2. Note the location of any wires and hoses which may interfere with cylinder head cover removal, disconnect them and move them to one side. Remove the bolts holding the cylinder head cover in place and remove the cover. Remember, the engine will be hot, so be careful!

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Fig. Fig. 1: Check the valve clearance with a flat feeler gauge-Z24i engine





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Fig. Fig. 2: Loosen the locknut and turn the adjusting screw to adjust the valve clearance-Z24i engine


1c1d35c.gif


Fig. Fig. 3: With the No. 1 piston at TDC, adjust the top set of valves FIRST; with the No. 4 piston at TDC, adjust the bottom set of valves SECOND-Z24i engine

  1. Rotate the crankshaft until the timing marks indicate that the No. 1 piston is at TDC of the compression stroke. If you're not sure of which stroke you're on, remove the No. 1 spark plug and hold your thumb over the hole. Pressure will be felt as the piston starts up on the compression stroke.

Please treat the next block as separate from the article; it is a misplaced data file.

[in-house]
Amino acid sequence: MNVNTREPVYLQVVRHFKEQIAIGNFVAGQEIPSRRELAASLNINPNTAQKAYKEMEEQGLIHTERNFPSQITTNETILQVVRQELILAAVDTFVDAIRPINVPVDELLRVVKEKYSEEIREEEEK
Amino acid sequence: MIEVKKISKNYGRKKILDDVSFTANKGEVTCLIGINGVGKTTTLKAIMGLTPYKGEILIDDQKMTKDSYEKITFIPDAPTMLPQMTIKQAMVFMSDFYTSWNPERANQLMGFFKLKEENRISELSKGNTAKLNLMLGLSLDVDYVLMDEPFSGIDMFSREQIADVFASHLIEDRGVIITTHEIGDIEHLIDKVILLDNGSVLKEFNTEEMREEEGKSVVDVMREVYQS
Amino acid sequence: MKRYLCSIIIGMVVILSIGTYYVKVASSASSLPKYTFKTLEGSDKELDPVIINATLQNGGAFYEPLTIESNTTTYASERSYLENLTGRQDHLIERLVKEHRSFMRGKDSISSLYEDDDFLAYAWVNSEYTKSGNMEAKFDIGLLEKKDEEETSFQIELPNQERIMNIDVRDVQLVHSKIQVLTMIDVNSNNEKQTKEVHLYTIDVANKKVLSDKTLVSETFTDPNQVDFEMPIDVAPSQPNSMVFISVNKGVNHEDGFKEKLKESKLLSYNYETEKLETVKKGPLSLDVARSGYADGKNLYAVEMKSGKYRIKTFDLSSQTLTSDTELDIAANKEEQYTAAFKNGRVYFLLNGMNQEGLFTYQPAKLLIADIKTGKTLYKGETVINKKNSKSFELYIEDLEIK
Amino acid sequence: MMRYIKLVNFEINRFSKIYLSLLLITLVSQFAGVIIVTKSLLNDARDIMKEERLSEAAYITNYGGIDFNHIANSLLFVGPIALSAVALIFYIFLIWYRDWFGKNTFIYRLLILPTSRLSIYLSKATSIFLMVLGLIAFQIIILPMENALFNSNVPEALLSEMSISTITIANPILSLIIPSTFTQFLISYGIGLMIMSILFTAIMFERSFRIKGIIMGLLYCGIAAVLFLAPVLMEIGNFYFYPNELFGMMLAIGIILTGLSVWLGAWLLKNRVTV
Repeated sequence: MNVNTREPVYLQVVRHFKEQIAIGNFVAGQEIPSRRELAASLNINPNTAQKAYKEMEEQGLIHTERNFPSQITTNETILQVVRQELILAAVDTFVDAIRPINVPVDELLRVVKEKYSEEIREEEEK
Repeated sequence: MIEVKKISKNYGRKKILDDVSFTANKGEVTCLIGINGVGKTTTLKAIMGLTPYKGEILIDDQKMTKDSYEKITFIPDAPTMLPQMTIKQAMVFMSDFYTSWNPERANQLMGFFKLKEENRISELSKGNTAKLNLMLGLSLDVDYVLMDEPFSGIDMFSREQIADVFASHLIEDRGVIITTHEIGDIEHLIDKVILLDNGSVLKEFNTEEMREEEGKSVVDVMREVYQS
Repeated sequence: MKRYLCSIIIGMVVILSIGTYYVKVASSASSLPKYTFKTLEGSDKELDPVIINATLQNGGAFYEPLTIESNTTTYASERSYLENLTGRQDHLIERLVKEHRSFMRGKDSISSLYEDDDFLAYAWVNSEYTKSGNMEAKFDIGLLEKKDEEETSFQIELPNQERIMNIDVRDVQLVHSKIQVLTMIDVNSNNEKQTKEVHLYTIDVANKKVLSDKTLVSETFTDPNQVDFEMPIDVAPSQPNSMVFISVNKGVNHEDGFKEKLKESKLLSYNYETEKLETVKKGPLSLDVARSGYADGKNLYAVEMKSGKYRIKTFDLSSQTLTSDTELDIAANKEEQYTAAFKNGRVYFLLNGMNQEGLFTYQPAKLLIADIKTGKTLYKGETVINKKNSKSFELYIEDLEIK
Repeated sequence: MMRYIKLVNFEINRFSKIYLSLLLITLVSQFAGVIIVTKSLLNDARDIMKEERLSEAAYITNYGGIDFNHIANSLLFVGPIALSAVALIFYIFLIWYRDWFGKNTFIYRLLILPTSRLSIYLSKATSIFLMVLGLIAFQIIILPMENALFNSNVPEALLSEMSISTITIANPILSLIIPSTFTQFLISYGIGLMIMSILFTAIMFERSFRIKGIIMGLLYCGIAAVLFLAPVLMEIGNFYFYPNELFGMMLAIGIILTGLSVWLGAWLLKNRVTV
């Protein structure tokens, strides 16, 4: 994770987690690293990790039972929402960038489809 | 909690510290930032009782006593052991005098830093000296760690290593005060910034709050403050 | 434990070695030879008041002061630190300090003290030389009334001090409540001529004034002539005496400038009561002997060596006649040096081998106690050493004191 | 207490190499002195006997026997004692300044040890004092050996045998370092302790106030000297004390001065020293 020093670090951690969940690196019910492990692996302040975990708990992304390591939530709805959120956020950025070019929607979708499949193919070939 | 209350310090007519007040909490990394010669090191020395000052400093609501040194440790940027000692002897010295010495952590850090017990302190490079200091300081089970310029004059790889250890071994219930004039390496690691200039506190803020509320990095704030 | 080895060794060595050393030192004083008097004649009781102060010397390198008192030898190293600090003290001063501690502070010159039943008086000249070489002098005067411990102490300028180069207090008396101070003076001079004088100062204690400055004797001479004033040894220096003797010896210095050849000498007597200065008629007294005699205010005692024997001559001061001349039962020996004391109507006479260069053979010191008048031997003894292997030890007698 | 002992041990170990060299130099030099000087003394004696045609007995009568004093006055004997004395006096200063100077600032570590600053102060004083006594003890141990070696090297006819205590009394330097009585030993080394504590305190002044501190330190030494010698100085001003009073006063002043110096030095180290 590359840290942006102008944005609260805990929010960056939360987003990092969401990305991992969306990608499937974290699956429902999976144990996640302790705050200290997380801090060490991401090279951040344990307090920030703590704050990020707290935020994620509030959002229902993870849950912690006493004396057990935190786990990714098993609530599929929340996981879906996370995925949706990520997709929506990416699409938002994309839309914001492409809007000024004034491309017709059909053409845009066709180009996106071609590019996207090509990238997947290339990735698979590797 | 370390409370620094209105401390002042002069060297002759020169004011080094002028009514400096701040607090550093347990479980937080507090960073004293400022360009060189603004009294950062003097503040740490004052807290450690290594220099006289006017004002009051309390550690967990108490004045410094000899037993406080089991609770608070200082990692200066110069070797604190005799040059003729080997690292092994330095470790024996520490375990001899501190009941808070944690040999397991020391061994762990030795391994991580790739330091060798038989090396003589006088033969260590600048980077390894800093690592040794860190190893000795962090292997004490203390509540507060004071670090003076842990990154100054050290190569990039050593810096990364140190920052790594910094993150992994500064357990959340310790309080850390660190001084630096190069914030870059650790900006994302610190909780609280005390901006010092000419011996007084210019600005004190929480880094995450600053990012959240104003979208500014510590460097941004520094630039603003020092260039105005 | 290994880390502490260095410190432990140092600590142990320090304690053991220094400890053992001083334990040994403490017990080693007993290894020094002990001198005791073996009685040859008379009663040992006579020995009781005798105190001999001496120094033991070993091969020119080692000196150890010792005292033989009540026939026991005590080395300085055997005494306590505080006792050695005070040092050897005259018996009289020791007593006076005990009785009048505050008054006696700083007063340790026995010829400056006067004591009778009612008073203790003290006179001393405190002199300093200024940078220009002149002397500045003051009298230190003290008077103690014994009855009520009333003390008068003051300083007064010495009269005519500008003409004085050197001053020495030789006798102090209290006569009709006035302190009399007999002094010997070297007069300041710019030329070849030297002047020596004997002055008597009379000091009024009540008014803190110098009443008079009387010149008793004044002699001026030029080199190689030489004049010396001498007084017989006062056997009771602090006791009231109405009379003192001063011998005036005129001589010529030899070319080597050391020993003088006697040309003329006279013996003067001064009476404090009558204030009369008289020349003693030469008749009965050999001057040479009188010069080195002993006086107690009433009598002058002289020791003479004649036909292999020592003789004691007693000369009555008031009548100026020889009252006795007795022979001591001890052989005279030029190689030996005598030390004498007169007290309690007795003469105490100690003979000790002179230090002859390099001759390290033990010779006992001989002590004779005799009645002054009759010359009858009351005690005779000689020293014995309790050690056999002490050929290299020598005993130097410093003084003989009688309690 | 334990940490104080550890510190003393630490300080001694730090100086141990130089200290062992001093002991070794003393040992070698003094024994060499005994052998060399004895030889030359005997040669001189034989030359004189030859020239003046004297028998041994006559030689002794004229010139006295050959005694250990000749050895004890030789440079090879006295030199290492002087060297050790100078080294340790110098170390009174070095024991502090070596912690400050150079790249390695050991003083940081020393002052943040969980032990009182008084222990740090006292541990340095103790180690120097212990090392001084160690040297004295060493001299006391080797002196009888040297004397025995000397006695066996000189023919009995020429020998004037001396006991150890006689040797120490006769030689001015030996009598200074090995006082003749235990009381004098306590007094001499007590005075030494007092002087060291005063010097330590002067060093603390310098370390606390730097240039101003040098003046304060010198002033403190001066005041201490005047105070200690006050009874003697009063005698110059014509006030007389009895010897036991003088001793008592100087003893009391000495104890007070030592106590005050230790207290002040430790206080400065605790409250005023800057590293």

2. Refer to the accompanying illustration (upper part), then check valves (1), (2), (4) and (6) using a flat bladed feeler gauge. The feeler gauge should pass between the valve stem end and the rocker arm screw with a very slight drag. Insert the feeler gauge straight, not at an angle.
  3. If the clearance is not within the specified value, loosen the rocker arm lock nut and turn the rocker arm screw to obtain the proper clearance. After correct clearance is obtained, tighten the locknut.
  4. Rotate the crankshaft until the timing marks indicate that the No. 4 piston is at TDC of the compression stroke. If you're not sure of which stroke you're on, remove the No. 4 spark plug and hold your thumb over the hole. Pressure will be felt as the piston starts up on the compression stroke.